The economy ministries of both countries have sent a letter of intent to the European Union’s executive body asking it to give a provisional go-ahead to the first of a planned three partnerships. The consortium is to be made up of French carmaker PSA with its German subsidiary Opel and French battery maker Saft — a 100-year-old company owned by energy giant Total.
Representatives of the European Commission and policymakers from a number of EU member states, including German Economy Minister Peter Altmaier, have long come out in support of making e-battery cell production a reality in Europe. There's a specter going round of European carmakers becoming too dependent on overseas suppliers. French Economy Minister Bruno Le Maire said the German-French initiative could receive up to €1.2 billion ($1.34 billion in subsidies.
Altmaier and Le Maire met on Thursday to discuss the matter, aiming to make progress with forging further battery alliances.
There's been talk of another German consortium including Swabian battery producer Varta, chemicals giant BASF and Ford Germany. In March of this year, Reuters reported that German carmaker Volkswagen is willing to support a European production facility together with Swedish battery maker Northvolt. VW added back then it was teaming up with another seven partners to form the European Battery Union (EBU) .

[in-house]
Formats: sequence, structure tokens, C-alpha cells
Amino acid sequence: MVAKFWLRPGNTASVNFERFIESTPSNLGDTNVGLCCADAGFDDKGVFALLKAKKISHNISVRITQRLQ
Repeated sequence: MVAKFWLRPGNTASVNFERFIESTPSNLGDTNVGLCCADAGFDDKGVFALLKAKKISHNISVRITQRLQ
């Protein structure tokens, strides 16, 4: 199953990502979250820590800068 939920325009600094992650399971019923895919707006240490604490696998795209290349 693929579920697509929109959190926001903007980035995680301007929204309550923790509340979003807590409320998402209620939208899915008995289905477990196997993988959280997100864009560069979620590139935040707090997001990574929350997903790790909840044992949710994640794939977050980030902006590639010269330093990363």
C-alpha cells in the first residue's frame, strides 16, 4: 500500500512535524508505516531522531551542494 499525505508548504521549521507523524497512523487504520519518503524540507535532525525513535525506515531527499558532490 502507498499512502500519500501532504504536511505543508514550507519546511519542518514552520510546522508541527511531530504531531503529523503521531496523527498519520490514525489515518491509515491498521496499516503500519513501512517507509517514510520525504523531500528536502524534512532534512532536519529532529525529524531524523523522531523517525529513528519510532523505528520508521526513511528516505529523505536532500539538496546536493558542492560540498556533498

While attempts to get cell production going in Europe seem unstoppable now, Berlin-based strategy analyst Marcel Weiss has his misgivings about the project.
DW: Volkswagen wants to produce 3 million electric cars per annum by 2025 as e-mobility is making inroads globally and sales quota in China necessitate such an effort. It shouldn't come as a big surprise then that the carmaker is throwing its weight behind a European e-battery cell production of its own, should it?